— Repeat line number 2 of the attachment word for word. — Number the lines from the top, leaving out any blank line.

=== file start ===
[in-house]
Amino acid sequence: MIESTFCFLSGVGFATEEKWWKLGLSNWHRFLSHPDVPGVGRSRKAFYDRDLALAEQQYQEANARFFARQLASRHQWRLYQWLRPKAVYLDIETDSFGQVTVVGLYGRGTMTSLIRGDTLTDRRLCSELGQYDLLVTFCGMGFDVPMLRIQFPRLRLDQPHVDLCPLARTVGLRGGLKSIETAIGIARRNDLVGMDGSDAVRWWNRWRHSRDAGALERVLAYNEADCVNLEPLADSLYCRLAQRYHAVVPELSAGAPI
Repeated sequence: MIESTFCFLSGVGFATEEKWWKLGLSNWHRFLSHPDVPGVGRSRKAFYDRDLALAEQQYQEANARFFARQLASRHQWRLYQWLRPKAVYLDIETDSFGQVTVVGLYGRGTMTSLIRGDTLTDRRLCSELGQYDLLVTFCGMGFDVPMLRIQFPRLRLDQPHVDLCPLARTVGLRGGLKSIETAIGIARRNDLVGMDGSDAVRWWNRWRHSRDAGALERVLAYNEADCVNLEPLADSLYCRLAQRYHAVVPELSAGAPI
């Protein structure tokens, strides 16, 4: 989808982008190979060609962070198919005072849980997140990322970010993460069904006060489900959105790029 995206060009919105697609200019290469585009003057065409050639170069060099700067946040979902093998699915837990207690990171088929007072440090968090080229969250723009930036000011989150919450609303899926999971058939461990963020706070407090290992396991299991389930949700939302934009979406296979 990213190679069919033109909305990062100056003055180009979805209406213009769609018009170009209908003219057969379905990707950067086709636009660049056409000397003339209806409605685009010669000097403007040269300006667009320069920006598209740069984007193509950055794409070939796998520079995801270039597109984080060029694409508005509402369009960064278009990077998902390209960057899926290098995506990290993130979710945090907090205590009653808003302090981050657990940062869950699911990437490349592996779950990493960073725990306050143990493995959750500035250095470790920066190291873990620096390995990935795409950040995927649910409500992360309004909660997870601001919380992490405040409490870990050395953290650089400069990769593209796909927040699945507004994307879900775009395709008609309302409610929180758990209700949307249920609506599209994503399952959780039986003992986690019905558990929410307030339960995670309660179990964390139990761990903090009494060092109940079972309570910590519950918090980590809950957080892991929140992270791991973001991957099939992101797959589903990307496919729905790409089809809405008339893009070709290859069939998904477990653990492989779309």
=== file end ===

Amino acid sequence: MIESTFCFLSGVGFATEEKWWKLGLSNWHRFLSHPDVPGVGRSRKAFYDRDLALAEQQYQEANARFFARQLASRHQWRLYQWLRPKAVYLDIETDSFGQVTVVGLYGRGTMTSLIRGDTLTDRRLCSELGQYDLLVTFCGMGFDVPMLRIQFPRLRLDQPHVDLCPLARTVGLRGGLKSIETAIGIARRNDLVGMDGSDAVRWWNRWRHSRDAGALERVLAYNEADCVNLEPLADSLYCRLAQRYHAVVPELSAGAPI